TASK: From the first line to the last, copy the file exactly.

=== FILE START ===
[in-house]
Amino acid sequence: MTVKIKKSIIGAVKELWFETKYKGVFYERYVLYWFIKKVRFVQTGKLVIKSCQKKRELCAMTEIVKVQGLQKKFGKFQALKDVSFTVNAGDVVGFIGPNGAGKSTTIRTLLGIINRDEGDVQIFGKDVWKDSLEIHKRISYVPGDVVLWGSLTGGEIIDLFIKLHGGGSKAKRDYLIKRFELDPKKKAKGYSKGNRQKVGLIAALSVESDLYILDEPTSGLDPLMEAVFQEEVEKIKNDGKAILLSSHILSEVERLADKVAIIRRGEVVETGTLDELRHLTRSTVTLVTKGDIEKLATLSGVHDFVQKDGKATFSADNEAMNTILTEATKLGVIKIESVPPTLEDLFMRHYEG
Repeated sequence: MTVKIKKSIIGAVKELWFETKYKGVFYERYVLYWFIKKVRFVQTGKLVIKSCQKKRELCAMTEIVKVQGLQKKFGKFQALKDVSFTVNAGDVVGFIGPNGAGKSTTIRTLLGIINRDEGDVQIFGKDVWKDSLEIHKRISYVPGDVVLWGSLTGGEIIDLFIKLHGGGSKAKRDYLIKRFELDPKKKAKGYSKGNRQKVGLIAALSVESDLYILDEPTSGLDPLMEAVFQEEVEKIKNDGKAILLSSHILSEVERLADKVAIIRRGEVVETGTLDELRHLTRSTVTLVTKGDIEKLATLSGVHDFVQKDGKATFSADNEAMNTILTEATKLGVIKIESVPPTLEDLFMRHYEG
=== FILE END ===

[in-house]
Amino acid sequence: MTVKIKKSIIGAVKELWFETKYKGVFYERYVLYWFIKKVRFVQTGKLVIKSCQKKRELCAMTEIVKVQGLQKKFGKFQALKDVSFTVNAGDVVGFIGPNGAGKSTTIRTLLGIINRDEGDVQIFGKDVWKDSLEIHKRISYVPGDVVLWGSLTGGEIIDLFIKLHGGGSKAKRDYLIKRFELDPKKKAKGYSKGNRQKVGLIAALSVESDLYILDEPTSGLDPLMEAVFQEEVEKIKNDGKAILLSSHILSEVERLADKVAIIRRGEVVETGTLDELRHLTRSTVTLVTKGDIEKLATLSGVHDFVQKDGKATFSADNEAMNTILTEATKLGVIKIESVPPTLEDLFMRHYEG
Repeated sequence: MTVKIKKSIIGAVKELWFETKYKGVFYERYVLYWFIKKVRFVQTGKLVIKSCQKKRELCAMTEIVKVQGLQKKFGKFQALKDVSFTVNAGDVVGFIGPNGAGKSTTIRTLLGIINRDEGDVQIFGKDVWKDSLEIHKRISYVPGDVVLWGSLTGGEIIDLFIKLHGGGSKAKRDYLIKRFELDPKKKAKGYSKGNRQKVGLIAALSVESDLYILDEPTSGLDPLMEAVFQEEVEKIKNDGKAILLSSHILSEVERLADKVAIIRRGEVVETGTLDELRHLTRSTVTLVTKGDIEKLATLSGVHDFVQKDGKATFSADNEAMNTILTEATKLGVIKIESVPPTLEDLFMRHYEG